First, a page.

Apple announced many things at their annual later summer event at the circa 1915 Bill Graham Civic Auditorium in San Francisco today, including the iPhone 7, iPhone 7 Plus, the Apple Watch Series 2, and AirPods wireless earphones.
One of the least glamorous, but most important, changes was a doubling of storage for the latest iPhone, moving from the previous 16 GB/64 GB/128 GB to 32 GB/128 GB/256 GB. Later in the day, it became obvious that Apple had also moved to a minimum of 32 GB for both the iPad Air 2 and the iPad mini 4.
Some observations, in no particular order:
1) Along with many others, I have long believed that any iOS device being used for a full life cycle as a primary device should have at least 32 GB of storage. With these changes, Apple has lowered the minimum barrier to entry for a sufficiently configured iOS device by $100 for the iPhone 6S, 6S Plus, 7, and 7 Plus. In addition, the iPad Air 2 and the iPad mini 4 are now both $399 for 32 GB.
2) This indicates that Apple is at least aware of what has been at least somewhat of a "race to the bottom" going on in most other parts of the smartphone and "pure" tablet market. It also blunts at least somewhat the eternal calls by many for the ability to add storage via removable microSD card—something often available in Android-based devices.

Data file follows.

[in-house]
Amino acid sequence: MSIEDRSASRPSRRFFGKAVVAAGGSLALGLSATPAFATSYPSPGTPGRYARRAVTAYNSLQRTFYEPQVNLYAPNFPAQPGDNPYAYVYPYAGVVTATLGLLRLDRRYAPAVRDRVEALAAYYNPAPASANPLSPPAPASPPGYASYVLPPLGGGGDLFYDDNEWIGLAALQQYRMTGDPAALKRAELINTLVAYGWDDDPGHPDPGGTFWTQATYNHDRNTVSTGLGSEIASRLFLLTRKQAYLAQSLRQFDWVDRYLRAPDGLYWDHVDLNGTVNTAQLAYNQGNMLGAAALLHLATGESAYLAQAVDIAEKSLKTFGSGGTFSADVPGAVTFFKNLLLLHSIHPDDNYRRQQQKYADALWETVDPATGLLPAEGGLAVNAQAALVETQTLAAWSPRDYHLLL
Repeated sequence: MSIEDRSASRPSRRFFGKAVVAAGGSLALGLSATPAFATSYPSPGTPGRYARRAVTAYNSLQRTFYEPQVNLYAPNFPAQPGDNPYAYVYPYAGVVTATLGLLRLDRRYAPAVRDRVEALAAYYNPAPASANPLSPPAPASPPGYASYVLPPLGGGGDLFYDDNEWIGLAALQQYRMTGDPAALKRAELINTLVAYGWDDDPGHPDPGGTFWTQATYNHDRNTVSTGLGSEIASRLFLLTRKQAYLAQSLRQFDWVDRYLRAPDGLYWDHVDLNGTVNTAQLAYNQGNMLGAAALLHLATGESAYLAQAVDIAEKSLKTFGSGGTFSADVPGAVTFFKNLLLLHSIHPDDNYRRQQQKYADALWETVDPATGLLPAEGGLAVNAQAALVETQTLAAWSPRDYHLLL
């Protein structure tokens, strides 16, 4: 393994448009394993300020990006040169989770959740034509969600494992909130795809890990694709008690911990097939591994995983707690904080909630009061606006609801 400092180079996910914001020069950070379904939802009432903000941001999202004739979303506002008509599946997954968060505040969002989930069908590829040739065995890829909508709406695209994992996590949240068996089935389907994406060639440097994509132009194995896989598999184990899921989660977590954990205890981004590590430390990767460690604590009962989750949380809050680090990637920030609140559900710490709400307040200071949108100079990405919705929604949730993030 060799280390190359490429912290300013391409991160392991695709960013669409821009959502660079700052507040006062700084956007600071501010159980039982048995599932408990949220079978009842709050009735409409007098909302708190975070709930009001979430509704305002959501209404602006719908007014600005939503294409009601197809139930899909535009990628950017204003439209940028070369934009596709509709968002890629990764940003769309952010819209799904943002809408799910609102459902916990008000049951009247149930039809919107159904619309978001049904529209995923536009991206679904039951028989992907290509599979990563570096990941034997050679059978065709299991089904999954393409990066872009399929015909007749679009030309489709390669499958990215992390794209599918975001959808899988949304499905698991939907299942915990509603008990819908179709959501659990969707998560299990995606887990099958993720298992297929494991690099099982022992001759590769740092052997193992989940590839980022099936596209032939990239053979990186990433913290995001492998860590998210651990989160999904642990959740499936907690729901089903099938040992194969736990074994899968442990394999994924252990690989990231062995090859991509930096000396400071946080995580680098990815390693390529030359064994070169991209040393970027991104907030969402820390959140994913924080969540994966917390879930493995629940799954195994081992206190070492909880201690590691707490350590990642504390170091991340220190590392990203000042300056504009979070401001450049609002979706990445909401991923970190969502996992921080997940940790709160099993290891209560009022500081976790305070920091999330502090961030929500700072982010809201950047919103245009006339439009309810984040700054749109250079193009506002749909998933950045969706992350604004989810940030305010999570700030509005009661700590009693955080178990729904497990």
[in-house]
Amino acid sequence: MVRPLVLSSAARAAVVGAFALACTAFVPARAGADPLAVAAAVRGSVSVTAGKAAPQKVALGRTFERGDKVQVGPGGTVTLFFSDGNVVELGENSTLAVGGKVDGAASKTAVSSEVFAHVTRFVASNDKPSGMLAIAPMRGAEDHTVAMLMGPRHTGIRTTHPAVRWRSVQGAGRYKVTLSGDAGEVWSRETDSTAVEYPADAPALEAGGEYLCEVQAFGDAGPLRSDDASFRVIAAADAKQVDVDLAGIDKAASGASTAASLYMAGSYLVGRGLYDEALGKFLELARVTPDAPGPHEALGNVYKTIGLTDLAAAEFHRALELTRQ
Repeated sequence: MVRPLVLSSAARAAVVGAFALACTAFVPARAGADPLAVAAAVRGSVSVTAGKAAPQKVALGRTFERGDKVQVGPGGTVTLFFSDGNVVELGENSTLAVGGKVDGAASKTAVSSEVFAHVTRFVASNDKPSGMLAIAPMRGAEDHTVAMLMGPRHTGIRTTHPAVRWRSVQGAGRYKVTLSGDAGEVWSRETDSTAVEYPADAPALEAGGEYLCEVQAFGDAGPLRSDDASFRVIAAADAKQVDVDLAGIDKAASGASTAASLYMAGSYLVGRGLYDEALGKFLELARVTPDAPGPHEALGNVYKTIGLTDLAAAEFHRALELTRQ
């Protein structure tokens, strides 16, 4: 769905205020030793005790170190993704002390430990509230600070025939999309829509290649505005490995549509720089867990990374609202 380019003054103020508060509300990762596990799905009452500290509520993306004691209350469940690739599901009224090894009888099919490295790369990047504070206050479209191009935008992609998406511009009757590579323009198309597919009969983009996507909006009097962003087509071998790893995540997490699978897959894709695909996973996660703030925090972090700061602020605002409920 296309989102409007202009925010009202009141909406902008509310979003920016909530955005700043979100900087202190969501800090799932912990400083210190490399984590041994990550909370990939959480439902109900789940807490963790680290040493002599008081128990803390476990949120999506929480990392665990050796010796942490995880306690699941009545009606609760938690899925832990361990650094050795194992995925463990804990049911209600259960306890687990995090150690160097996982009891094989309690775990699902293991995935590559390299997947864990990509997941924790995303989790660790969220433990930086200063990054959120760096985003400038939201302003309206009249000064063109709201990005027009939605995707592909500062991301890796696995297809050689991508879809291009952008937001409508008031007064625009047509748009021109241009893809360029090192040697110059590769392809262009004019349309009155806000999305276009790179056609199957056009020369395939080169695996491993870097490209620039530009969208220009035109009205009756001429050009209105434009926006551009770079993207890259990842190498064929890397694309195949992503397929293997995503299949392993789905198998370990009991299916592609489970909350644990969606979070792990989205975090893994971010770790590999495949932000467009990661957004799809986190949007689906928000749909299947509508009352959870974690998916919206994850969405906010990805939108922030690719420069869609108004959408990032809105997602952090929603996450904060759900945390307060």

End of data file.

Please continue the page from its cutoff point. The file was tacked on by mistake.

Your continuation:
3) Drops in the prices of the higher-end iPad Pros also make Apple’s offerings more price competitive when compared to lower-end configurations of Microsoft's Surface Pro 4. However, both products can still easily be configured to be as expensive as a capable traditional notebook—the iPad Pro tops out at $1,129 and that's before a keyboard or an Apple Pencil is added.
4) Finally, I believe the higher amount of standard storage in first-tier offerings is at least somewhat of admission that Apple doesn't believe that everything in a mobile user’s needs can be solved with their iCloud storage in the cloud—at least not in late 2016.
John Mulhern III, Posted 9/7/2016